What Is a Testimonial?
First, let's have a little vocabulary lesson. Google's dictionary definition of testimonial is "a formal statement testifying to someone's character and qualifications." These usually come from customers, colleagues, or peers who have benefitted from or experienced success as a result of the work you did for them.
But effective testimonials go beyond a simple quote that proclaims your greatness. They need to resonate with your targeted audience, and the people who could also potentially benefit from the work you do in the future. That's why great testimonials also tell a story -- one that inspires and motivates the people reading it.
Testimonial Design Best Practices
1. Visually Engaging
The best testimonials paint a picture with words so readers can learn exactly what the value of making a purchase from you would be. Be sure to feature testimonials with descriptive language that's enthusiastic and detailed to help convince your prospects to make a purchase.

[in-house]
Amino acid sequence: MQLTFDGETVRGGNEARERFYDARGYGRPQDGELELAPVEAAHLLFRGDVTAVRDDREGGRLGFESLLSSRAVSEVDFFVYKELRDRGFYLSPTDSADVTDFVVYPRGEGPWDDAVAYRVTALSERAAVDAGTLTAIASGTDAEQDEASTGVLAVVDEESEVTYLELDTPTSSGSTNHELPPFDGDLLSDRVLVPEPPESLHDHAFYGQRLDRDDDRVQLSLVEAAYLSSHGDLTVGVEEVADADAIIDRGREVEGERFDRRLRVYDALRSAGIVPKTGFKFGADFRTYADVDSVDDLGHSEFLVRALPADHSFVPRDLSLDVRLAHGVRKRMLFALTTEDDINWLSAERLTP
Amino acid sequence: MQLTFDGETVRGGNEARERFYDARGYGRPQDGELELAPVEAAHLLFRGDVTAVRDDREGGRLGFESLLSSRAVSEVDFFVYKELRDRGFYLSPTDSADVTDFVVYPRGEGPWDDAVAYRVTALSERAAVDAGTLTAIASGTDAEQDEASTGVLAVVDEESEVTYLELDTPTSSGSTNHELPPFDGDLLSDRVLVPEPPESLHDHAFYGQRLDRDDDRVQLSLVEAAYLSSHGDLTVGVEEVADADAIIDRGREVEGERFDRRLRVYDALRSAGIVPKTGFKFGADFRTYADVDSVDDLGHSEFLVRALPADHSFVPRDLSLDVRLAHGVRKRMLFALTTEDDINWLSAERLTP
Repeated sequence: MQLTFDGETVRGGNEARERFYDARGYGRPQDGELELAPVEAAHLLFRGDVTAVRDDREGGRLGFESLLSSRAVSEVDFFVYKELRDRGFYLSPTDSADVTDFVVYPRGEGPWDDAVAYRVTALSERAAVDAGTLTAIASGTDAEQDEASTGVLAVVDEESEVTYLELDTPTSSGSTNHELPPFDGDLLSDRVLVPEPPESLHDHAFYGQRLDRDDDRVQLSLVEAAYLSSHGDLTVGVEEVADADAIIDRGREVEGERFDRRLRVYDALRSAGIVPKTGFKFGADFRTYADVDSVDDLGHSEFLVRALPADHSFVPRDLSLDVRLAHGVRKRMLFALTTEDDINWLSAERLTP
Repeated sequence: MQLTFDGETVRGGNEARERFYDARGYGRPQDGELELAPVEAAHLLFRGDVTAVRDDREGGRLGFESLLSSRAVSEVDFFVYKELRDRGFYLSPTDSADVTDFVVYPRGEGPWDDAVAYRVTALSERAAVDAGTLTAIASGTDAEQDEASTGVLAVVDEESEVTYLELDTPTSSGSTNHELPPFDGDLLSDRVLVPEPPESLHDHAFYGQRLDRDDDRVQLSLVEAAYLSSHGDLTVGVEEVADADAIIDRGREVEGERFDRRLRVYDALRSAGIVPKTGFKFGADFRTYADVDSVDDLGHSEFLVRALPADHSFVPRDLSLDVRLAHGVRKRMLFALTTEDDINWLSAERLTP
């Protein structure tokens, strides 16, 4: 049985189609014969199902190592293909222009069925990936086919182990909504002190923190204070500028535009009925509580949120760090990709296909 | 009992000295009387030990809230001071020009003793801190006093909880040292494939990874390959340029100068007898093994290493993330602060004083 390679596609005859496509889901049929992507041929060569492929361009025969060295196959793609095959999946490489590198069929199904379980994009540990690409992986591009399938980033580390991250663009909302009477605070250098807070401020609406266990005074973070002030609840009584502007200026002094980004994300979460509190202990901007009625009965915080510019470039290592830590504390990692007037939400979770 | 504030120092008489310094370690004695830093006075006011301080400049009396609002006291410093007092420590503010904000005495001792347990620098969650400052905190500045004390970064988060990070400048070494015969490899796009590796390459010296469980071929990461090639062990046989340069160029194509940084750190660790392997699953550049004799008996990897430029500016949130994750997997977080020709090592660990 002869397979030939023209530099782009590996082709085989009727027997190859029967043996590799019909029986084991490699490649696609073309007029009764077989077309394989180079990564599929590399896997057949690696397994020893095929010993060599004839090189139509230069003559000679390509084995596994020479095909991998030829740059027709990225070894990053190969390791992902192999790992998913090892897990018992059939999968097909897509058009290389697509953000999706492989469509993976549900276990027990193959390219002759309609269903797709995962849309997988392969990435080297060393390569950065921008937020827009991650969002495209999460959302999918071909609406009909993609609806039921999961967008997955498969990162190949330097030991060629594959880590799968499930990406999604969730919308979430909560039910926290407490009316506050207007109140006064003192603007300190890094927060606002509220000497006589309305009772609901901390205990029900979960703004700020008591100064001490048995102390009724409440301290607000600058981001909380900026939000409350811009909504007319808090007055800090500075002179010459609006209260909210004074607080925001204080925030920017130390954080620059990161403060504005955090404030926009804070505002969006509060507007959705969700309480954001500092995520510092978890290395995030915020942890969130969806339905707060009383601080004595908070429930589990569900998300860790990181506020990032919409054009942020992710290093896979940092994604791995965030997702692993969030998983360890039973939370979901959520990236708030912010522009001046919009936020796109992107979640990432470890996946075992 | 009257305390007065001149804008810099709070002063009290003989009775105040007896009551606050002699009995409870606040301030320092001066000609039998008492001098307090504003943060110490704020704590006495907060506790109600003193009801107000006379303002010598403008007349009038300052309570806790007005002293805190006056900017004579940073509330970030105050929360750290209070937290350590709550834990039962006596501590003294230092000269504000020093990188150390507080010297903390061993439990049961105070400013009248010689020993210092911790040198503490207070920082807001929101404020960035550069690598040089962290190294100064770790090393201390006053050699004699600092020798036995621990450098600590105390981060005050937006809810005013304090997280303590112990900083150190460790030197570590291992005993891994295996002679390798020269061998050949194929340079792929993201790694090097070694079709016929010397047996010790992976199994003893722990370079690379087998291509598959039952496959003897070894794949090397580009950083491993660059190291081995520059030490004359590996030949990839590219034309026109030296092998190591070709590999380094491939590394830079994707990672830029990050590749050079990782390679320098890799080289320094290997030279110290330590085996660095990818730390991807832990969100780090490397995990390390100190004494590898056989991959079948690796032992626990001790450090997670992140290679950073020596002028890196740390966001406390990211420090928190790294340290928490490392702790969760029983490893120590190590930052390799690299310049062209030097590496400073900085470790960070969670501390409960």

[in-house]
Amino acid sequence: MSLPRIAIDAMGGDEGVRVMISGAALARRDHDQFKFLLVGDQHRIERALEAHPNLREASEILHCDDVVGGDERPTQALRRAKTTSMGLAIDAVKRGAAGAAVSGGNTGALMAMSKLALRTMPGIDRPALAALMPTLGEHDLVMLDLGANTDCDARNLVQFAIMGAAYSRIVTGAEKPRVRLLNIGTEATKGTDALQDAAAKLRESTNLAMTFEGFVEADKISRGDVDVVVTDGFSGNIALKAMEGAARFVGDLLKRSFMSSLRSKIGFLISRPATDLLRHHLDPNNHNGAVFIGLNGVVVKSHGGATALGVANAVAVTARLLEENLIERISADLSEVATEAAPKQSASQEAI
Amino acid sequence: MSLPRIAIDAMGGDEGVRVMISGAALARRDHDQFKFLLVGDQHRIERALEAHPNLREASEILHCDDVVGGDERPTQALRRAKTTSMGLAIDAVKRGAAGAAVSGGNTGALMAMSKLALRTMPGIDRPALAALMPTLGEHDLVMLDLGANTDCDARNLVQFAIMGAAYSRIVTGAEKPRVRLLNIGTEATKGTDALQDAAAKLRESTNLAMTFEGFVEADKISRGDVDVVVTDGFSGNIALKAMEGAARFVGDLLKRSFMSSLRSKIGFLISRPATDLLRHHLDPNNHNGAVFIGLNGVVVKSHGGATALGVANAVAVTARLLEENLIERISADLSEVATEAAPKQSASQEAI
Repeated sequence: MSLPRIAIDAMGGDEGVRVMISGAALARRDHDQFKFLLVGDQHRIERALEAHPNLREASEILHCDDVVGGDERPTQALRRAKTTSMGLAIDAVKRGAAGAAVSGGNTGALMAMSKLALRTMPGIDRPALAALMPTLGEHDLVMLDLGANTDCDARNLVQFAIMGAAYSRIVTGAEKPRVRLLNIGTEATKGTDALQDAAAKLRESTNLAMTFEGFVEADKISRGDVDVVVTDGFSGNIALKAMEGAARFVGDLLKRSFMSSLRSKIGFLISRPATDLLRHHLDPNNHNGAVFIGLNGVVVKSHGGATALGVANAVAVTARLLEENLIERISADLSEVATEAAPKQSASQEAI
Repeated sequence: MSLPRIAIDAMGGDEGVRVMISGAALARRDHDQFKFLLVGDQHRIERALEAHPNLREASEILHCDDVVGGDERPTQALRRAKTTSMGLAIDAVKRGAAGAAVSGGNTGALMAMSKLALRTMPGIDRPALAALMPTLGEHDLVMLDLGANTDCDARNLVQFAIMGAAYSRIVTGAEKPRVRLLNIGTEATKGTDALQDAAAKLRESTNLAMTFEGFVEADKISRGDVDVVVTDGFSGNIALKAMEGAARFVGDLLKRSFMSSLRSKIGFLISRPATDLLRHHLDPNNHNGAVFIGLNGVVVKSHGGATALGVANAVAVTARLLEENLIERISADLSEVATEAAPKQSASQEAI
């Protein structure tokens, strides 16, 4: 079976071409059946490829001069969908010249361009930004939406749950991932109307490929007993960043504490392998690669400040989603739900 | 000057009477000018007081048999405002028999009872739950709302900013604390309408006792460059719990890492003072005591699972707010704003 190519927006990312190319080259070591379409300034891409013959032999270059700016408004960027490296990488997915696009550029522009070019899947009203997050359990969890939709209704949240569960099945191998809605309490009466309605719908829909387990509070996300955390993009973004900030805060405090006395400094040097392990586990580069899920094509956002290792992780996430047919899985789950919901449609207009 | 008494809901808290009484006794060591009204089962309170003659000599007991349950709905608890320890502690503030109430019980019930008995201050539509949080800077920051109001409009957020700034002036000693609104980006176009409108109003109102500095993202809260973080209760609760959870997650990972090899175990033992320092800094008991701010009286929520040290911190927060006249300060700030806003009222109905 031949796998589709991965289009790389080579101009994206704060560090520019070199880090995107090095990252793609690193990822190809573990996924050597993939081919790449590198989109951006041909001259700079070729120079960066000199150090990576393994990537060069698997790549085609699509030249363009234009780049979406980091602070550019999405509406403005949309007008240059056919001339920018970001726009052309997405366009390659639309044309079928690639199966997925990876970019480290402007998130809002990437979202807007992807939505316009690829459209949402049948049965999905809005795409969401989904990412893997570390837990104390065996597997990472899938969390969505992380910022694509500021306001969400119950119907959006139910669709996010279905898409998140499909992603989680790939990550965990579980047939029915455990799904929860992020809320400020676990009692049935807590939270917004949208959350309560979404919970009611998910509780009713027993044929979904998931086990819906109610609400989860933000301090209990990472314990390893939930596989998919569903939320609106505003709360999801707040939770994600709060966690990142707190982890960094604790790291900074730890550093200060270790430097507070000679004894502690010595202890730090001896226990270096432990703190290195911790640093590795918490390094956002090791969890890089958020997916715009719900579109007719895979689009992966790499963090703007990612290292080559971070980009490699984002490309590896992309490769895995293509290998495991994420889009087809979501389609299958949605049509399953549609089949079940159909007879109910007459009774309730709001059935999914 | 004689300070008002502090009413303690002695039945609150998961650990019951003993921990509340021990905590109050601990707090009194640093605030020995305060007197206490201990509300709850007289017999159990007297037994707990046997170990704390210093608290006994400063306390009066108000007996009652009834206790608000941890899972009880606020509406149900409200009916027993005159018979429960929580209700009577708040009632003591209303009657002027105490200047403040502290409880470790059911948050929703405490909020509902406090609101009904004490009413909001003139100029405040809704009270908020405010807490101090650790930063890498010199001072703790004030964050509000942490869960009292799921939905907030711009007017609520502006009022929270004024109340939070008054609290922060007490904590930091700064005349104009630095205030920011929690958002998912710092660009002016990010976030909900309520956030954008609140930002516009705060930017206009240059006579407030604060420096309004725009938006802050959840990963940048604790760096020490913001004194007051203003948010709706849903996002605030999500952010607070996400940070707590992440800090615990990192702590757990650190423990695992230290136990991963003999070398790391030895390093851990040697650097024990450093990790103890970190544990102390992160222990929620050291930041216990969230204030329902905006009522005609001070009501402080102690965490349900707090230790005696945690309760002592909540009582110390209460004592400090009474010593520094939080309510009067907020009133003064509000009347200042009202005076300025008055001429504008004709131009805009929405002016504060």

Take your testimonial page one step further by incorporating more visual elements -- images, videos, and social media feeds are relatively easy ways to make testimonial content more engaging -- and to prove to readers that the testimonial is coming from a real person or brand.
Make sure the testimonials you feature dig deeper than "I love [brand name]!"
Choose reviews from customers who can highlight specific use cases for your product or service so readers can envision their own specific use cases your brand could help with. Ideally, your customers will agree to serve as case studies, and you'll be able to publish comprehensive stories with specific details your sales team can share with prospects.
Highlight testimonials that align with specific features of your product or service -- and connect the dots for readers by linking to different product or tool pages so readers can learn more about what they've just read about. If there are relevant images or demo videos you can share alongside these specifically aligned testimonials, all the better.